• Reply dalmar slam May 5, 2019 at 9:33 pm

    Dr:Nik Nikam..the 30minute..i Think it's Complete LBBB?

  • Reply Gulf Students May 5, 2019 at 9:33 pm

    thank you very much sir . you make my life easy . im working in Emergency medicine room

  • Reply Dan Negoita May 5, 2019 at 9:33 pm

    Are you kidding!?? When the patient has ASYSTOLE you must first do CPR and THEN give adrenaline. You must emphasize CPR. Adrenaline (or any other drug) DOES NOT improve the chances of survival without neurological sequeli

  • Reply Janet Li May 5, 2019 at 9:33 pm

    thank you for explaining in detail. helps me understand the waves in detail

  • Reply madina zamani May 5, 2019 at 9:33 pm

    Thank you so much very good review hoping to pass my ECG exam test tomorrow

  • Reply marra donna May 5, 2019 at 9:33 pm

    Thank you, Sir, for sharing. God bless

  • Reply John Fullard May 5, 2019 at 9:33 pm

    very good explanation of EKG

  • Reply Gulu Gulu May 5, 2019 at 9:33 pm

    Should we avoid using beta blockers in WPW syndrome?

  • Reply Cherry Blossom May 5, 2019 at 9:33 pm

    Thanks!

  • Reply Raza Ali May 5, 2019 at 9:33 pm

    Disply picture ofECG

  • Reply Curly Spoon Designs May 5, 2019 at 9:33 pm

    Thank you! I feel like I can interpret ECGs better now

  • Reply k Das May 5, 2019 at 9:33 pm

    Thanks

  • Reply alex koukou May 5, 2019 at 9:33 pm

    i think that amiodarone is contraindicated in WPW syndrome patients!!!

  • Reply Vijay Yadav May 5, 2019 at 9:33 pm

    very much informative.please continue

  • Reply Dr Bhavna Sharma May 5, 2019 at 9:33 pm

    Simply & beautifully explained

  • Reply Five Stars May 5, 2019 at 9:33 pm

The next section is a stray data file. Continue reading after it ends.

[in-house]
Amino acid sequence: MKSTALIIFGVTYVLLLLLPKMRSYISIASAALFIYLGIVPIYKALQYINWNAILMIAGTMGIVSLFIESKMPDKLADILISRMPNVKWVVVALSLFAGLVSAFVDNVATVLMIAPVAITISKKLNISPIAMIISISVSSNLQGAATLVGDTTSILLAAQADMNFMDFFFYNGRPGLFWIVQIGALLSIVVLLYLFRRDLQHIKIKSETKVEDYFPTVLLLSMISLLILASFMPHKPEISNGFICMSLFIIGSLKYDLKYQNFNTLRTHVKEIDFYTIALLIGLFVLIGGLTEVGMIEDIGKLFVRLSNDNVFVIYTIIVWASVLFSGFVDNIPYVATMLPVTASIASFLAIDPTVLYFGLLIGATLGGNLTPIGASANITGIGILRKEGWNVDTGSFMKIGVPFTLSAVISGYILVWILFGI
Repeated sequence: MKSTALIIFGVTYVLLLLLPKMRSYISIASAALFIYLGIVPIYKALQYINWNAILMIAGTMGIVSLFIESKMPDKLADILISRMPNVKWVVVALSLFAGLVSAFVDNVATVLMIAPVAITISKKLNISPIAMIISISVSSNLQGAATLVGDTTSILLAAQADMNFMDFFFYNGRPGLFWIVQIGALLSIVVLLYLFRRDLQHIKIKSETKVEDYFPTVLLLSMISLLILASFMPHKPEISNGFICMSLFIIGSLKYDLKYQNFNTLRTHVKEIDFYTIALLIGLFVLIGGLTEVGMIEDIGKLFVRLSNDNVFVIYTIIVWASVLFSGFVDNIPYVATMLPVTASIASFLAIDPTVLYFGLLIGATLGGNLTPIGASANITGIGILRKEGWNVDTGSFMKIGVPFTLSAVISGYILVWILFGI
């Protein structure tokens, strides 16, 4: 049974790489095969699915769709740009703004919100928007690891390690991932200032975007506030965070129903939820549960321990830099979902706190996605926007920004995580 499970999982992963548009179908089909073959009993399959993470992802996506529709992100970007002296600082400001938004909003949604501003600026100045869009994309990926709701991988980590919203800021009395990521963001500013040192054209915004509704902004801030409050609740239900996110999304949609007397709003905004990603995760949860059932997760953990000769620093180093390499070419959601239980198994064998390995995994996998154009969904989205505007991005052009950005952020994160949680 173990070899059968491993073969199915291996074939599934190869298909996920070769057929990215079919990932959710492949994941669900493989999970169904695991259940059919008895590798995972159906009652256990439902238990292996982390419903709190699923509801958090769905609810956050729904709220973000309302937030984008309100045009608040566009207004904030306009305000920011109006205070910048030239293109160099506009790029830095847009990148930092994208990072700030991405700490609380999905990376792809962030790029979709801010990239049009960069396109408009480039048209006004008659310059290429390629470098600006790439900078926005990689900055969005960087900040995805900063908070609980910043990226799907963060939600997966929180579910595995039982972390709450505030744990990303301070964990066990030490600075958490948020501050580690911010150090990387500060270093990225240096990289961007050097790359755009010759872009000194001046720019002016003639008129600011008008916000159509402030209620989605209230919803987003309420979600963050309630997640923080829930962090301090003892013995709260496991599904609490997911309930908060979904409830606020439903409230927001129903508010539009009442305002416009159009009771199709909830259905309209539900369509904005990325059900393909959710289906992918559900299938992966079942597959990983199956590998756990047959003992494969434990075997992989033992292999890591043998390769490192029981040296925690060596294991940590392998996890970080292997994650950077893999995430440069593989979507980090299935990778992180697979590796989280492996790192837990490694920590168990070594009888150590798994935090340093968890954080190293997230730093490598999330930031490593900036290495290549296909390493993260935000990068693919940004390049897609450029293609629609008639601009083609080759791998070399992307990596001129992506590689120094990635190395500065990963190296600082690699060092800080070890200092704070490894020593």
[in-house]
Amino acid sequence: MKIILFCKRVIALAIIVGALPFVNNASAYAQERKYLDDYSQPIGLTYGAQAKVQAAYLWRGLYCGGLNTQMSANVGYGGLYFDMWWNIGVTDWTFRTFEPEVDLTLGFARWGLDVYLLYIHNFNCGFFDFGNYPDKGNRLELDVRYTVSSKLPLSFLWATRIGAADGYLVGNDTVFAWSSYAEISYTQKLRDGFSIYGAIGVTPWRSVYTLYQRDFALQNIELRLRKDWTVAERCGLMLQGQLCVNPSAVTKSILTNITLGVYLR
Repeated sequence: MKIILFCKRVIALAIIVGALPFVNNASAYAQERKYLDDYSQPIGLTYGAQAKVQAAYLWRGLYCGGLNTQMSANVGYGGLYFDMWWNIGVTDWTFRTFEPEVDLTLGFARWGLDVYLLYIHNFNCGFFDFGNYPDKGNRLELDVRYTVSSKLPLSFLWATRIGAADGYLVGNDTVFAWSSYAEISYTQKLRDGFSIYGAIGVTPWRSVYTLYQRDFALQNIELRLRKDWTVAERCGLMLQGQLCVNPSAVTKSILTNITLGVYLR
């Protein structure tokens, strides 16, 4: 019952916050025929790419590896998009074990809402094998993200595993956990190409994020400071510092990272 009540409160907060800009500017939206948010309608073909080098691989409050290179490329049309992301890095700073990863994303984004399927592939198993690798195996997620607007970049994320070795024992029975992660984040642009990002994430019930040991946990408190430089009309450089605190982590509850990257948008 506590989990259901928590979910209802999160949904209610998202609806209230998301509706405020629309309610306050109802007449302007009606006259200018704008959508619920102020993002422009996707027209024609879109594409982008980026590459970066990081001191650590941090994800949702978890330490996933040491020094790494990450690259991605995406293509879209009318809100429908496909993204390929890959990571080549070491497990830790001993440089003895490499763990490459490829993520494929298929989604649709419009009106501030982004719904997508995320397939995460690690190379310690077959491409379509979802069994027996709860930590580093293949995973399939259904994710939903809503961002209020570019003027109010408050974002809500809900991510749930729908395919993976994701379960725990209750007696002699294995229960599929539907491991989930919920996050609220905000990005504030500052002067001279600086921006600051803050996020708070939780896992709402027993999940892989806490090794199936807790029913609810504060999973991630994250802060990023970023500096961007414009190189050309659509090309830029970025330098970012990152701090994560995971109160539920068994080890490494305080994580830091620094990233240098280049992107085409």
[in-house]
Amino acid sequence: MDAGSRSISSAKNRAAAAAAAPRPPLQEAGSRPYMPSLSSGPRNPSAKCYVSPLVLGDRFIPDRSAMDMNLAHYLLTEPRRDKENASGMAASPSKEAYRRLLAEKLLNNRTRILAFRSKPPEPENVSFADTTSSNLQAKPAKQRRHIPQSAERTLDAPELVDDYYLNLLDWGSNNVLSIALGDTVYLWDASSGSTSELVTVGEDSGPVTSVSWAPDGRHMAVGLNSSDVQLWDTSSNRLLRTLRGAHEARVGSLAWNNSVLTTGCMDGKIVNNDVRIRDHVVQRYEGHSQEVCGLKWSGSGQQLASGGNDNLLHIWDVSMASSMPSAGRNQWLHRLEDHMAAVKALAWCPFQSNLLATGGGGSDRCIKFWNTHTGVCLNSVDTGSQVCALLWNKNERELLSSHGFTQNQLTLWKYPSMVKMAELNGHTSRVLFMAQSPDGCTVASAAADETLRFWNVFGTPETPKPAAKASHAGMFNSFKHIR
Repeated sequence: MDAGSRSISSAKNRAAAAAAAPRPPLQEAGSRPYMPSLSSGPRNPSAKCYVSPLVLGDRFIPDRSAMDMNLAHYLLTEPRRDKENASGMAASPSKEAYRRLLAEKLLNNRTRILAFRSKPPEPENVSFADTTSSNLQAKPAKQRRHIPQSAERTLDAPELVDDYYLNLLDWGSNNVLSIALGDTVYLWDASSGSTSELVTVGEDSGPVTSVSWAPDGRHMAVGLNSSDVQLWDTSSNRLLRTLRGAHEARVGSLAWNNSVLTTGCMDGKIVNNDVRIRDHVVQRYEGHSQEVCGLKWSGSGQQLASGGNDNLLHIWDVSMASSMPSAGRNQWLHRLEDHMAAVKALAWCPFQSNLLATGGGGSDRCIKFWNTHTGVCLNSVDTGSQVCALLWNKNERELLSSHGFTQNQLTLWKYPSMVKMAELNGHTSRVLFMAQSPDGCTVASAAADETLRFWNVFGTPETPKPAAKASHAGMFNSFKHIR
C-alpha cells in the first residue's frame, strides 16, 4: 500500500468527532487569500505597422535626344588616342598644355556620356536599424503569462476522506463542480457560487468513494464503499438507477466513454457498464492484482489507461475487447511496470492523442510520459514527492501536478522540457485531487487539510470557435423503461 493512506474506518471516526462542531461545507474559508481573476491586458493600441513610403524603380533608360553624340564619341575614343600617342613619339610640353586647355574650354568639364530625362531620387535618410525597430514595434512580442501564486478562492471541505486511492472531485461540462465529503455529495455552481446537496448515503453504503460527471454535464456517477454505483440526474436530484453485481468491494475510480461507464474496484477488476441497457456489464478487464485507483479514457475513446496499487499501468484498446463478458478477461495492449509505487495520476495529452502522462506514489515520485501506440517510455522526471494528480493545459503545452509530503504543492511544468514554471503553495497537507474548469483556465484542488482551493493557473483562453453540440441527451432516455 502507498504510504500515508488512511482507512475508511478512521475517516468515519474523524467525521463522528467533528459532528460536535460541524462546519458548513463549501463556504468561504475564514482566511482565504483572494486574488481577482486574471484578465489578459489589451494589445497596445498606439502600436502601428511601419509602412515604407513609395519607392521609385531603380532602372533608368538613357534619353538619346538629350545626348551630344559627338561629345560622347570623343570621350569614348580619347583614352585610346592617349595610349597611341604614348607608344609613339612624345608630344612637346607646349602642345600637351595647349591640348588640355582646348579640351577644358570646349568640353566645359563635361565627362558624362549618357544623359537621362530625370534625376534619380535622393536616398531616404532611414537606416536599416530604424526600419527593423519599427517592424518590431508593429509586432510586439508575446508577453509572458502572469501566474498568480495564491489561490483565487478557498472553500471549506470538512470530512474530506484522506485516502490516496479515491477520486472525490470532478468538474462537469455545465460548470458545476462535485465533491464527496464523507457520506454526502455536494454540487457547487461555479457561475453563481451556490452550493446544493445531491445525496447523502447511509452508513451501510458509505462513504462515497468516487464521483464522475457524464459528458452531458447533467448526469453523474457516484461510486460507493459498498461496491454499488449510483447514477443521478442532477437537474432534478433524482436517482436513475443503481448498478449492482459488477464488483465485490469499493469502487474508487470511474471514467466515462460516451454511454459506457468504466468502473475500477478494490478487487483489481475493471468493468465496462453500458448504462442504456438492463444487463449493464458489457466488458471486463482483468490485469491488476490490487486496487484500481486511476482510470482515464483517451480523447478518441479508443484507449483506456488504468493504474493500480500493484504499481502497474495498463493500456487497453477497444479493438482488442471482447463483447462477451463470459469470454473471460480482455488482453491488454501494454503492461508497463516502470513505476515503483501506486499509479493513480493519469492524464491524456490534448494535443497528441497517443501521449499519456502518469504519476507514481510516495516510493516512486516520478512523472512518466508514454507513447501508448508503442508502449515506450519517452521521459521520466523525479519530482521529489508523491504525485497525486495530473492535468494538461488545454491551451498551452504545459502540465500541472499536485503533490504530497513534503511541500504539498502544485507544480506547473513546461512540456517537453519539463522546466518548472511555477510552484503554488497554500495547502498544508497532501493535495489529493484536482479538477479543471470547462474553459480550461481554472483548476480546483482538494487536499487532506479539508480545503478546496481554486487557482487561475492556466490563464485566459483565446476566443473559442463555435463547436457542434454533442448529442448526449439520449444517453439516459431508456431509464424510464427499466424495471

I don’t understand Indian accent 👎

  • Reply Biji Anto May 5, 2019 at 9:33 pm

    Amazing video….

  • Reply Angelo Gagliano May 5, 2019 at 9:33 pm

    Wenkebach is classified as Second degree AV Block, Type I. Thanks for presenting.

  • Reply rajan mathew May 5, 2019 at 9:33 pm

    Thank you sir ….gbu

  • Reply Mangala Pk May 5, 2019 at 9:33 pm

    Great job thanks

  • Reply Emily L May 5, 2019 at 9:33 pm

    I believe that Adenosine's second dose is 12 mg, not 6 mg for SVT. As per the ACLS manual: "The first dose of adenosine should be 6 mg administered rapidly over 1-3 seconds followed by a 20 ml NS bolus. If the patient’s rhythm does not convert out of SVT within 1 to 2 minutes, a second 12 mg dose may be given in similar fashion."

  • Reply Joel Hernandez May 5, 2019 at 9:33 pm

    MI CIELITO IS THE ONLY PRINCESA EN MI VIDA ! !!!!!!!!!!!!!!!!!!!!!!

  • Reply Joel Hernandez May 5, 2019 at 9:33 pm

    SE

  • Reply mustafa naji May 5, 2019 at 9:33 pm

    Thank you so much for this video

  • Reply Isabel And Andrea May 5, 2019 at 9:33 pm

    Very easy to understand. Thank you!

  • Reply Josh Vlogger May 5, 2019 at 9:33 pm

    Good job sir.,

  • Reply Tamara Richards May 5, 2019 at 9:33 pm

    This is a fantastic overview; thank you so much for the thorough information!!

  • Reply Kosal Chin May 5, 2019 at 9:33 pm

    Great lecture